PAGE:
Since the loss of my son I have had many people try to "make things better" by giving me their theology, "kind" words, and sometimes just not realizing they didn't need to say anything. After talking to many other child/baby loss parents I realized that I wasn't alone in this problem. So, this is for anyone who ever wants to be a real blessing to other parents who will lose a baby/child.
I never have blamed my God for "taking" my Boaz. Could he have prevented it, yes I definitely believe that. Am I mad because he didn't? If I was I would have to be mad about a few other things too.
When God created us he gave us a free will to chose to do what we want. Right or wrong, helpful or hurtful. Over several thousands of years we have been making these choices, resulting in some problems on this earth. Pollution, poor eating r exercise habits, even "conveniences" such as microwaves and cars present a problem. How can we after generation after generation of such expect God to keep our bodies (or our children's) perfectly healthy when we have been using our own free will to ruin His creation since time began? We cannot have God's complete protection AND have our own will also, the two are incompatible! Is my God unmerciful because he doesn't override the evil in this world to prove to us He can? NO! Why did God give us a will of our own in the first place? Because he desires our fellowship, not because we have to, but because we also desire His fellowship. He gave us a free will so that he could have the pleasure of us choosing Him when we didn't have to.
Then there is the question that has been posed to me before...Why did Boaz have to die? He has "good" loving parents that take good care of him, yet there are children with horrible parents and they get to keep their babies. I agree in our human minds that's a hard one to swallow. I loved my son, I did everything I could for him. And I'd have done anything to keep him. But I never felt like I "deserved" to keep him while someone else didn't. Don't mistake that for the thought that I'm okay with it. I guess it's possible for someone to bury their true feelings so deeply that you may not realize they miss their child. But I have never met anyone at all who did not miss their child and long to have them back. In fact normally if I met someone and it has been 15+ years the only way for me to know is if they tell me. The way they talk about missing their child is so vivid and the grief is so strong that it seems it must have been recent, and I am learning that's the way grief is.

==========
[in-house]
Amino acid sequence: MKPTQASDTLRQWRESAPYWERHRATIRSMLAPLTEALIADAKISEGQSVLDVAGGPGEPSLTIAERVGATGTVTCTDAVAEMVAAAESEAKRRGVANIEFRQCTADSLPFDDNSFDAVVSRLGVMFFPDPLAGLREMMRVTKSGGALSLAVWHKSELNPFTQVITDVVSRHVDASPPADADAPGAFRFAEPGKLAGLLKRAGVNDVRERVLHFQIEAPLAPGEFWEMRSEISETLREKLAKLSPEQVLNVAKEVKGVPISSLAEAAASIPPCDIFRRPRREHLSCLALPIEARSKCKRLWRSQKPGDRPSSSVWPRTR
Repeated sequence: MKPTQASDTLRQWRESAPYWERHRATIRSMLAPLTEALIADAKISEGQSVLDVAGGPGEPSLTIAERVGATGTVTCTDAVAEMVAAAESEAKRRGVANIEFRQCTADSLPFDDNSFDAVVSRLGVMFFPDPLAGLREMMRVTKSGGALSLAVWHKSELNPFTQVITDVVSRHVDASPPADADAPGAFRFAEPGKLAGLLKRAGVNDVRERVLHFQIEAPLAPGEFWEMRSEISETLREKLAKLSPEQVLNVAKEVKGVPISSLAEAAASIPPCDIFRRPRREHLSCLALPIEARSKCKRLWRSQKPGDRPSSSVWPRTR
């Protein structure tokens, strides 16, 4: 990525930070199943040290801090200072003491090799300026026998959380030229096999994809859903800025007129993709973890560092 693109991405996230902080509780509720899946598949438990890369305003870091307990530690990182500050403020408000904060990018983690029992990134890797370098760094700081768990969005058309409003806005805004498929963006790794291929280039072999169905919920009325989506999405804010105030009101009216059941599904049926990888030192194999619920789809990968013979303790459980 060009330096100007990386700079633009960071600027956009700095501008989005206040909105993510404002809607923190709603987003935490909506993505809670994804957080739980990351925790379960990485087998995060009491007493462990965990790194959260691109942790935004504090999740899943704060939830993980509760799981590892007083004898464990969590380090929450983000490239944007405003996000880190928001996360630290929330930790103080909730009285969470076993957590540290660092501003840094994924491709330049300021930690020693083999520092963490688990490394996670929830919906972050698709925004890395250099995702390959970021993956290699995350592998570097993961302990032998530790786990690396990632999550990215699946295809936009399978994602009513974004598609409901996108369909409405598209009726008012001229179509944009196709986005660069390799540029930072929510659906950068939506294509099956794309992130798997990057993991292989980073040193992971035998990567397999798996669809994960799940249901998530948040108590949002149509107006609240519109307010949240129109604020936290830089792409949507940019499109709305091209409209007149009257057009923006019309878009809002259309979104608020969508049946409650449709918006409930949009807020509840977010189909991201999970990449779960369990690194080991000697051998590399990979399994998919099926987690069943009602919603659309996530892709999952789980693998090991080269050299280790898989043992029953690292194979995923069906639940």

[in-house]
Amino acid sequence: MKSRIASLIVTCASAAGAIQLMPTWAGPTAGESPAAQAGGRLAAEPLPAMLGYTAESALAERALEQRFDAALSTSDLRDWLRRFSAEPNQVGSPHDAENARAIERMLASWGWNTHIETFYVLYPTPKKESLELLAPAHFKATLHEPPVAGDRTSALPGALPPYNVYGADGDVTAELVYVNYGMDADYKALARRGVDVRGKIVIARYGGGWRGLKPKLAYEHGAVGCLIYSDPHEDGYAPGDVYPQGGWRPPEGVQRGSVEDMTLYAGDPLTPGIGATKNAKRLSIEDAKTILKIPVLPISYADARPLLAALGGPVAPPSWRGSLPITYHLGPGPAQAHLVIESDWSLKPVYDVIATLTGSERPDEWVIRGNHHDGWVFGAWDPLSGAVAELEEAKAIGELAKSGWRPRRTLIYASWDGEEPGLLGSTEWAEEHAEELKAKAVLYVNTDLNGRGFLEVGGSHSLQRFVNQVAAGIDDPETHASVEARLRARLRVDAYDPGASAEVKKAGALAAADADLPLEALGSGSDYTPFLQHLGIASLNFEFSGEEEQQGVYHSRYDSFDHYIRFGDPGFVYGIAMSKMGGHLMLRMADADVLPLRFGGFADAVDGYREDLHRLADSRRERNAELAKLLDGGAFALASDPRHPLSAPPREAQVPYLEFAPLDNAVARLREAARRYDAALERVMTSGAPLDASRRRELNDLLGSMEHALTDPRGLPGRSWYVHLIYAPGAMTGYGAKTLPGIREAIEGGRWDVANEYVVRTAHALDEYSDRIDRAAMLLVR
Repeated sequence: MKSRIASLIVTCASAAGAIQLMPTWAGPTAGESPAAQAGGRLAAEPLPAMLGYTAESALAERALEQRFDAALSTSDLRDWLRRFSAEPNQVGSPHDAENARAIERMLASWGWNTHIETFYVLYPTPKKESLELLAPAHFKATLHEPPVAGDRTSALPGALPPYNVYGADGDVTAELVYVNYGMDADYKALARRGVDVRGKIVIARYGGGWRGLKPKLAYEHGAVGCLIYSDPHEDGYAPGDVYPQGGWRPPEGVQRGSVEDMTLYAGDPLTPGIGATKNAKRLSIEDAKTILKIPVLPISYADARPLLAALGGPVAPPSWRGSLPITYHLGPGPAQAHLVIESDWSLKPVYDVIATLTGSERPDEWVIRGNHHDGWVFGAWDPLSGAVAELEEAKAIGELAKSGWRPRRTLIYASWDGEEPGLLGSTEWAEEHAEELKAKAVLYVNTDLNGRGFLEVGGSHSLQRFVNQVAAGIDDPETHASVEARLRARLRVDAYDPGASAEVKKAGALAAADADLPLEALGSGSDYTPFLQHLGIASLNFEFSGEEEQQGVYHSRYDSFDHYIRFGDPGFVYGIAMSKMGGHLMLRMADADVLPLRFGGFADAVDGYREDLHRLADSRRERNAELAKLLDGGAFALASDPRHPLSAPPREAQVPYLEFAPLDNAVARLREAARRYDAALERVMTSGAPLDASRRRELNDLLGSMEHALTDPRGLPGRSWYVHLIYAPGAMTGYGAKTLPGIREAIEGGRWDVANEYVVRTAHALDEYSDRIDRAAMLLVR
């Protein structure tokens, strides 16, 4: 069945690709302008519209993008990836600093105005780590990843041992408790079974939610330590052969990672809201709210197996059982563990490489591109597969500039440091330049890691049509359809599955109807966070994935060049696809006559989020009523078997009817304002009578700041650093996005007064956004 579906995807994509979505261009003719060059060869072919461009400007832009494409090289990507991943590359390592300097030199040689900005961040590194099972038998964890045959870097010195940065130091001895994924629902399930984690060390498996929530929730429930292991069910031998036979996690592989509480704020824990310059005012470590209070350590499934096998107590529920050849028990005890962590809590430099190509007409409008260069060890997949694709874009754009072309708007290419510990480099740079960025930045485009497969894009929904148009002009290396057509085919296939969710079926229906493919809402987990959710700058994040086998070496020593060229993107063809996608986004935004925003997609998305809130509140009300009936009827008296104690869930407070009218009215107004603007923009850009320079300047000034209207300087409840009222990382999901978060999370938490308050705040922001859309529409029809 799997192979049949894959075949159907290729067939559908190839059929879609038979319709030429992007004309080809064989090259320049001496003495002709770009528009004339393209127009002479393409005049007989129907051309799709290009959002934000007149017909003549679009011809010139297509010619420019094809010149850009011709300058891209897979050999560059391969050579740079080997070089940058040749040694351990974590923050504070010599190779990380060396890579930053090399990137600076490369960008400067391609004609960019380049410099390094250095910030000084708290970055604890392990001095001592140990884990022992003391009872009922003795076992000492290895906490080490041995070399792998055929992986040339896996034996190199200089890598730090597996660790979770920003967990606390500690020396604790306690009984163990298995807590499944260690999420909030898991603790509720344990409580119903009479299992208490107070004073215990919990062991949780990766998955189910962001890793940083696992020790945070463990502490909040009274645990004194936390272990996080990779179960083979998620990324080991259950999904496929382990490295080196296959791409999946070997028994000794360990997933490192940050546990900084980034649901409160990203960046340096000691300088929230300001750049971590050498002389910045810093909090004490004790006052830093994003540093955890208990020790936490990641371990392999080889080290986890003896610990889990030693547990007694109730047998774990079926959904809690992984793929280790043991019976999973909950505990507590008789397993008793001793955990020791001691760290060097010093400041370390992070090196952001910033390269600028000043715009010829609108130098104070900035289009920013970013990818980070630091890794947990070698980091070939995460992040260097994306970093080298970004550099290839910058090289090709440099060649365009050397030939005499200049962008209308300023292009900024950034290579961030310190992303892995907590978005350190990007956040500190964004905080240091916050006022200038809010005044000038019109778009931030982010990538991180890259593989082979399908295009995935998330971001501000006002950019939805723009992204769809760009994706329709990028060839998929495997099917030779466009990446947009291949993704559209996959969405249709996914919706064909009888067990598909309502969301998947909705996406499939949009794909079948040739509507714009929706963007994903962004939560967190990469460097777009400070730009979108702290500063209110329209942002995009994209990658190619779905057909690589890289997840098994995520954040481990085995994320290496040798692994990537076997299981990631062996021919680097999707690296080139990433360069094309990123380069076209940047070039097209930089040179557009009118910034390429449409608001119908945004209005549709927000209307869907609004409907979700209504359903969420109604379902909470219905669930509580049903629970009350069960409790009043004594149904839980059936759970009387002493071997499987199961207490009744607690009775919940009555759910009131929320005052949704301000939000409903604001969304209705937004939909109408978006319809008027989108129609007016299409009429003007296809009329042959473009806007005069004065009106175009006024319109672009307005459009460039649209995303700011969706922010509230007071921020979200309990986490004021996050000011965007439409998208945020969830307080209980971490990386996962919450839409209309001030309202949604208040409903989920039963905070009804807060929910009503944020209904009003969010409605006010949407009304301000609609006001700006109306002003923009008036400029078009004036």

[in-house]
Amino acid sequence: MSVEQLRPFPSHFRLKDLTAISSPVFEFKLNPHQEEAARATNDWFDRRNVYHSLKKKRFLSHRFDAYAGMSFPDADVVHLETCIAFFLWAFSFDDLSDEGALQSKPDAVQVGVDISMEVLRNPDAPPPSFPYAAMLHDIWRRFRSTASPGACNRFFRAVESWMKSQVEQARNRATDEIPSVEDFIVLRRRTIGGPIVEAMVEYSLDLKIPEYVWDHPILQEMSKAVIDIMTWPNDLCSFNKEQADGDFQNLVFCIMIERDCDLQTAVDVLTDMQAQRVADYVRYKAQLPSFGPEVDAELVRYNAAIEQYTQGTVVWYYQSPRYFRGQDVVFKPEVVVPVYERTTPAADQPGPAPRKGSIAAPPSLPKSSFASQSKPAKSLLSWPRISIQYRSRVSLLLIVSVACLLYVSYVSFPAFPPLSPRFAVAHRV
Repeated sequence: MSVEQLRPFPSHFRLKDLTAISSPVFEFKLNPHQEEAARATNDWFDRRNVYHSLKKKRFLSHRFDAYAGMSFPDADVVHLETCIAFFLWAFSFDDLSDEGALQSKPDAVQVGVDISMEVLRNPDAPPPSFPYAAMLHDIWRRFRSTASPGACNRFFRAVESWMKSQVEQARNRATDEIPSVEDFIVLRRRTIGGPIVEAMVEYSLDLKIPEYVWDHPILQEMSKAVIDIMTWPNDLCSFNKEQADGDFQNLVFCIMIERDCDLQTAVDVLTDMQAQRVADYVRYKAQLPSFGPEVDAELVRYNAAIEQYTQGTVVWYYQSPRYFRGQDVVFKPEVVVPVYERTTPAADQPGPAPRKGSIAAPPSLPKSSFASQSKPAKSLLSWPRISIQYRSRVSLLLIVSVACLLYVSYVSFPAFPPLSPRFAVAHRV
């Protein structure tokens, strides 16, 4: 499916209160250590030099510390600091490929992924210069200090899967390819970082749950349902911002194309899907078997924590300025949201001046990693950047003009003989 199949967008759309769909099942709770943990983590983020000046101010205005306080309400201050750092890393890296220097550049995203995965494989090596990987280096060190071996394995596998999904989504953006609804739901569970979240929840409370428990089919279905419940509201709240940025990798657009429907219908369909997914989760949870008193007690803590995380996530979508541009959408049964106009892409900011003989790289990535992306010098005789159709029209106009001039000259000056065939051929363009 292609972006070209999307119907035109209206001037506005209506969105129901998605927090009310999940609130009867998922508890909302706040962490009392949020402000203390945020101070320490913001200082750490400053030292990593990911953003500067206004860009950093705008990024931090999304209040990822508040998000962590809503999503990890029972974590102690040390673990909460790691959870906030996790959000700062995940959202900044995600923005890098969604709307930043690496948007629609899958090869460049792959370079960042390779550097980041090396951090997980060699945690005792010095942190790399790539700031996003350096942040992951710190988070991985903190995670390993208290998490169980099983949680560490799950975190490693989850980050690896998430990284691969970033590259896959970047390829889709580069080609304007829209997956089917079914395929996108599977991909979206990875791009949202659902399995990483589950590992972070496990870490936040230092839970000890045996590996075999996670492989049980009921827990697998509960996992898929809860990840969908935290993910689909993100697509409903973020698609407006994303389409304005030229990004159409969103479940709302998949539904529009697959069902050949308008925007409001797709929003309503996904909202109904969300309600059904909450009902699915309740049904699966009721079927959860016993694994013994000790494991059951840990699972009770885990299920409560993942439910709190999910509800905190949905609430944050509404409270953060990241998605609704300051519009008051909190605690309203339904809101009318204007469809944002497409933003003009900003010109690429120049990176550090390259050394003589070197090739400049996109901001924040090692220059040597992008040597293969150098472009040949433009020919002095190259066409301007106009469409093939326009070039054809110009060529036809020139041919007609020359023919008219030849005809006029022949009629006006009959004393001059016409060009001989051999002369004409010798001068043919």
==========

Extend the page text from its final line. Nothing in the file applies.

If you want to help someone who has lost a child there are some things you shouldn't do:
1. Never, ever tell them you know how they feel if you haven't lost a child, because I promise you have absolutely NO idea what they are going through. It doesn't matter if you've lost your parent, sibling, or best friend. You do NOT know how they feel.
2. Do not tell them they didn't "lose" their child because after all their child is in Heaven and if you know where something's at it isn't lost. They are having a hard time breathing at the moment! If you care then understand that you can not understand.
3. Do not decide how they should grieve. Not how deeply, or how long, or how publicly. It has been three years since my boy passed.... The other night as my boys were kissing me goodnight (at least the youngest ones) as the youngest left I felt an intense sense of missing...there should've been one more running in to kiss me, giggling as he did, and saying, "I love you too mommy"..but there wasn't. My soul ached and my eyes teared up. My arms never get that privilege again. I could see his shining eyes and infectious smile as he would have hugged me..and his beautiful blond hair and bouncy tripping step as he raced out after the others. But it will not be...